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QISD Board Approves 150-day Calendarfor 2024-25 Despite State Overhaul

Questa Independent School District (QISD) tentatively approved a new calendar for the 2024-25 academic year comprising 150 days, or a 4-day school week, the same as the current schedule. However, the district will most likely not meet a state-mandated 15 percent test score increase and therefore be forced into a 180-day academic calendar.

The mandated overhaul is due to a bill that passed New Mexico’s 2023 legislative session, House Bill 130, sponsored by NM Representative Joy Garret (District 29), NM Representative Andres Romero (District 10), and NM Senator Mimi Stewart (District 17).

The mandated overhaul includes an exemption for districts that have achieved a 15 percent increase in test scores. According to QISD Superintendent John Maldonado only two districts in the state have achieved that threshold: Los Alamos Public Schools and East Mountain Charter School.

Read more about the education overhaul here:

Board Member Juan Cisernos made the motion to approve the 150-day calendar which was seconded by Board Vice-president Jose Lovato. They then went into further discussion on their options regarding the NM Public Education Department (PED).

“We’re required to submit two calendars, but I can submit just the one if that’s what you guys choose to do,” said Superintendent Maldonado. “PED said that the budget would not be approved without the secondary calendar.”

“Realistically, what would happen if every 4-day district approved a 150-day calendar right now?” asked Board Member Cisneros.

“What we received from PED is that they just won’t approve the budget,” replied the Superintendent.
“Would they do that for everybody,” asked Board Member Cisneros.

“So would they stop the district completely,” asked Vice-president Lovato. “They rather just not send kids to school?”

“They would just shut them all down,” Cisneros continued questioningly.

“That’s the threat [PED] has thrown to us at this point in time,” acknowledged the Superintendent.
“Call it,” said Cisneros brazenly with a smile.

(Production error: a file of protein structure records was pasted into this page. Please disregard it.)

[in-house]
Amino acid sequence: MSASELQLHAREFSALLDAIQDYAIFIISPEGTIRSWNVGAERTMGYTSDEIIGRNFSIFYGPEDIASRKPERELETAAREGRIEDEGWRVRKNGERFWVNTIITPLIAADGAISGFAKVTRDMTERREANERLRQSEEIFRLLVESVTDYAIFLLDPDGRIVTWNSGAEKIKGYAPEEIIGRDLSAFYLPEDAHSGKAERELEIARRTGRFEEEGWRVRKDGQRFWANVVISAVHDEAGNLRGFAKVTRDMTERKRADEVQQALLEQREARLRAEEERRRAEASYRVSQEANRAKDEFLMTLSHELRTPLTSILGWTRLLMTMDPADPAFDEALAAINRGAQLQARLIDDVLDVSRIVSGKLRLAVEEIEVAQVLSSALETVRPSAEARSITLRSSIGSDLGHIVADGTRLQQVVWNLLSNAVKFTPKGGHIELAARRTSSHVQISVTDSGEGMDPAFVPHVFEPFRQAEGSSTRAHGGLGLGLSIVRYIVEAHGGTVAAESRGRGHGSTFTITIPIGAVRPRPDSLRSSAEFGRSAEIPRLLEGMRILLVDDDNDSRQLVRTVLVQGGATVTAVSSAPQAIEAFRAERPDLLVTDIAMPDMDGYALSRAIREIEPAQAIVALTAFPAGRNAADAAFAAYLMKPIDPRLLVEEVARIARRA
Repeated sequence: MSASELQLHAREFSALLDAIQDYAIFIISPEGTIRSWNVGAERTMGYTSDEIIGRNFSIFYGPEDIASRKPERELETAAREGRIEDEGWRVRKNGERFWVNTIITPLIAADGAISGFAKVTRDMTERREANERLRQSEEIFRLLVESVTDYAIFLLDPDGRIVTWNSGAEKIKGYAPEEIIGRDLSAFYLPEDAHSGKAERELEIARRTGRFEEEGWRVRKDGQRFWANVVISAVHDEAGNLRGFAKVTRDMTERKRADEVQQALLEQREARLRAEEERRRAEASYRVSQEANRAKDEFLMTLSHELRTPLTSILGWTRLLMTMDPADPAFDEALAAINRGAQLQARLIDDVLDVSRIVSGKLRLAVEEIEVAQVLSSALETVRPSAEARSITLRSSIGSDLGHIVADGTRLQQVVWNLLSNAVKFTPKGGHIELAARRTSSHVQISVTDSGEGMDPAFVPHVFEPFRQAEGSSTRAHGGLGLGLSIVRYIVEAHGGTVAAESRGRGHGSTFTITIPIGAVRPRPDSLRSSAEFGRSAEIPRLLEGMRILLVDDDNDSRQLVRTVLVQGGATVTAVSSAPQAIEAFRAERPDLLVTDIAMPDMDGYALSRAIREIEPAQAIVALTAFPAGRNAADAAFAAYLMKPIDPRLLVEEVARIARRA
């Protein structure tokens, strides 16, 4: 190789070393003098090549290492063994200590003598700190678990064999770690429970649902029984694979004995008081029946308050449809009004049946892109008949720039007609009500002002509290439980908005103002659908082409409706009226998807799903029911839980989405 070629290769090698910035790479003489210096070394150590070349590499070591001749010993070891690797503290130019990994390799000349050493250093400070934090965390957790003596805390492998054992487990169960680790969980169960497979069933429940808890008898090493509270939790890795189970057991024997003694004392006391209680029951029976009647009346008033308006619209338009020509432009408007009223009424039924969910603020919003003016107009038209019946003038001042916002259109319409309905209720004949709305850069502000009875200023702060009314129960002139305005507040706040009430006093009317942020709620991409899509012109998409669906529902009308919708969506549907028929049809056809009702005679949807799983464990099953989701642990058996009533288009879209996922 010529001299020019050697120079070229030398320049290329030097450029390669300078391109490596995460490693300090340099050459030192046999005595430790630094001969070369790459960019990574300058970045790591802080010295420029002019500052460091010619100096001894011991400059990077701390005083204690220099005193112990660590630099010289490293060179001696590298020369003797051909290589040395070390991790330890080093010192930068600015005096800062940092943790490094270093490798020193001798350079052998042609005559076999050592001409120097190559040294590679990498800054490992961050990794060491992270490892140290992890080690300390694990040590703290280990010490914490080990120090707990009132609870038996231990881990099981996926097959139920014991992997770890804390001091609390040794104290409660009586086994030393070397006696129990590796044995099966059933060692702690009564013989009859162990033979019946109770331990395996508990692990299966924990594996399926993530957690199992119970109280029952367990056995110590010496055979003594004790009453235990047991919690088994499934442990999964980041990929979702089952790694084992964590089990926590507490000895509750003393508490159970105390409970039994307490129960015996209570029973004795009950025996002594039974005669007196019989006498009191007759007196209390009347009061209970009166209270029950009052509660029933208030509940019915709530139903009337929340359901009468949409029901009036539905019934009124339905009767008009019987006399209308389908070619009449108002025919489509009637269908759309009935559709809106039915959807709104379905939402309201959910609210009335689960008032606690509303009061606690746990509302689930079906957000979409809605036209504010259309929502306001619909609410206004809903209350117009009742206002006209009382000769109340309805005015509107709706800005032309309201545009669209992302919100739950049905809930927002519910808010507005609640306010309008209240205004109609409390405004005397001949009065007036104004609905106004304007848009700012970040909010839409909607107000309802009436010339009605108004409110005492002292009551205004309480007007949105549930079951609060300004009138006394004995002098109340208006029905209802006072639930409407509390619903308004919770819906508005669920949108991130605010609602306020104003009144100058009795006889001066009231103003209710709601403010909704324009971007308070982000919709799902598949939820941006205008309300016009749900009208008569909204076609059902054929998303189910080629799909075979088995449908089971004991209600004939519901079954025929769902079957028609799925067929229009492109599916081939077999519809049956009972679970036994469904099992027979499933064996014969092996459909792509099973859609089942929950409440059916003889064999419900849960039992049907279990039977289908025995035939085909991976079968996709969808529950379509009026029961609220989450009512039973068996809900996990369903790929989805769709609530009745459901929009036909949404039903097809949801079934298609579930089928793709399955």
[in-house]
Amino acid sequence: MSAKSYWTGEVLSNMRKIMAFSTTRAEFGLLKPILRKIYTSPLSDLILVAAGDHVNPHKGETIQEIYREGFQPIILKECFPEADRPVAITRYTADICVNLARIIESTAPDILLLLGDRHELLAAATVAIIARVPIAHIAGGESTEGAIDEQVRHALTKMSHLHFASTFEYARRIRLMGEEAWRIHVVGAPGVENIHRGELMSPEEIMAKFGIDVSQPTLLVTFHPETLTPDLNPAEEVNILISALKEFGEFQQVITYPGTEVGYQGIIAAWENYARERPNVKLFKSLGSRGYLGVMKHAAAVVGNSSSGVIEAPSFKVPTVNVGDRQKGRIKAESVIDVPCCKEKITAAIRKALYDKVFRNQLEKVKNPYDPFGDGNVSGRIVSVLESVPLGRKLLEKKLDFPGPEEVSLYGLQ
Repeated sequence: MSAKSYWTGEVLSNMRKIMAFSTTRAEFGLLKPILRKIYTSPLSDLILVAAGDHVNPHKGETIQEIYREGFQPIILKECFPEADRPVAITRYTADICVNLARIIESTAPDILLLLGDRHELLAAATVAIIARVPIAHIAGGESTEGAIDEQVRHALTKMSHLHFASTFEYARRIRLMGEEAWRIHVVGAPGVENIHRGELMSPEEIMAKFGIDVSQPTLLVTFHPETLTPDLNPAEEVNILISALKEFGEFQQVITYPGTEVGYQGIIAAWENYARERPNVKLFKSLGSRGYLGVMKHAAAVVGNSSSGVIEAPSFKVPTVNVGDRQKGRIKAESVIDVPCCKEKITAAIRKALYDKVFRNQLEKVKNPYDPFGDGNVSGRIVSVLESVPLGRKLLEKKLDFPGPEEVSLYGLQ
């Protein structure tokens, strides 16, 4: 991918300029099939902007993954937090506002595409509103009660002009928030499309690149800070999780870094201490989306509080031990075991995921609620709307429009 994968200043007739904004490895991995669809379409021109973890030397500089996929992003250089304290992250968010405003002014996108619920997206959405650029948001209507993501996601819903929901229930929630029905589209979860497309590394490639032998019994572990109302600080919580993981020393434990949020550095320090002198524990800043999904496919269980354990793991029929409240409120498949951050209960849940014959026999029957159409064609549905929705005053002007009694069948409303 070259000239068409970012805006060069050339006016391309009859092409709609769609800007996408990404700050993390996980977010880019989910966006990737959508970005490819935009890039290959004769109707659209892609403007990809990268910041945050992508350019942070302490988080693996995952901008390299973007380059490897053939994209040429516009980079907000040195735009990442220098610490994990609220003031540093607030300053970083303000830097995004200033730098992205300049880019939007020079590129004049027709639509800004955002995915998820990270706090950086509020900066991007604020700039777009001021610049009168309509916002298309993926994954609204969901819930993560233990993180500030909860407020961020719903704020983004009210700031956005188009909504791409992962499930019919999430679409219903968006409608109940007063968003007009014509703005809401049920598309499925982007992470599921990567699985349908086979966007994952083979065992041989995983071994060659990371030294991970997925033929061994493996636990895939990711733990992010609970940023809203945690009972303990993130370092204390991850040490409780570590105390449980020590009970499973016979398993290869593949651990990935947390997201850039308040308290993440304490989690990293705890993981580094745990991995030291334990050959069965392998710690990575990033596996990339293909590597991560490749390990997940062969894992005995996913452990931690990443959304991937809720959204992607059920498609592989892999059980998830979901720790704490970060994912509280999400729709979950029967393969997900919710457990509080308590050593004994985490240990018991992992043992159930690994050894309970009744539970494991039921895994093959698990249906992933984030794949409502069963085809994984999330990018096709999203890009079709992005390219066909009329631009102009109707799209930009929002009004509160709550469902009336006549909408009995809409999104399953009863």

“We can try it if that’s what you guys want to do,” said the Superintendent. “If [PED] throws it back at us and says this is what needs to be done, do we move forward with the 180-day calendar?”

“What does the budget reflect right now?” asked Vice-president Lovato.

“180 days,” answered the Superintendent. “The big costs would be your utility costs.”

“If we submit this [150-day calendar] and PED doesn’t kick it back, rather just suspends us and then says this is the calendar you’re going to go with, then we get a worse calendar that we don’t get to choose,” added Board Secretary Esequiel Romero.

“That’s a possibility,” said the Superintendent. “We’re tentatively approved for the 150 days but then, when test scores come out that’s when [PED] will come back and say go to [180 days] because you didn’t meet the requirements of your testing.”

“Just tell them we said no,” said Board Member Cisneros. “The thing is, everybody else is looking around for somebody to stand up.”

There is much discontent from the Board towards PED with sentiments around the idea that the state is exerting unnecessary control over local school boards. Back in 2019 PED took direct control over the QISD, citing allegations of unstable leadership and legal violations.

Read more on that history here:

Board Member Cisneros stated that he personally would prefer a 5-day school week to a 4-day one but also acknowledged, “it’s obvious here that that is not what a majority of people in this district want and that is why they voted for us.”

“They didn’t stick us here to do whatever PED tells us to do.”

Superintendent Maldonado recommends submitting a secondary calendar as a backup option.

“It’s really a smokescreen,” said Board Member Cisneros referring to the mandated overhaul, “because the failure has been on [PED] for how many years. There is nothing actually changing by adding more days.”

“What worries me,” said Vice-president Lovato, “is [the added days] will just make the teachers burn out.”

“Not only burn out,” added the Superintendent, “but your attendance is not going to improve.”

The Superintendent also described the difficulty following the mandatory days requirement on top of the mandatory hours requirement saying it unnecessarily increases costs for schools as well as puts more pressure on parents shuttling their kids; it would be more logical to either have an hours requirement or a days requirement, not both.

“These conversations have been had, it’s just PED,” said Maldonado. “And I agree with [Board Secretary Romero] in that if we don’t do what they ask us to do then they’ll just tell us what to do.”

“Well, they’re not asking us anyway,” said Board Member Michael Cordova.

“There’s no right answer here at all,” said Vice-president Lovato regrettably. “I don’t think anyone really wins on this. Local control is next to nothing and, over the next five years, it’s probably going to be gone.”

“We already know what the answer is going to be,” said Board President Jason Rael. “I doubt we’ll be able to hit the 15 percent score mark. That’s almost impossible to do for a rural district. Either way we have to get the budget and we’re looking at the 180-day. If we tell [PED] that we don’t like it and we’ll go with ours,they’ll just come back at us, and shoot it down anyway, forcing us back to the 180-day.”

“Our goal with the budget has always been to bill to the worst case scenario,” said Vice-president Lovato.
“The worst thing that happens is [PED] pushes us to do whatever anyway,” said Board Member Cisneros. “It’s not even about the calendar, it’s about us doing what the people elected us to do. PED didn’t vote for me.”

The Board ultimately voted on their original motion for the 150-day calendar. The vote was 4-1 with Board Secretary Romero dissenting.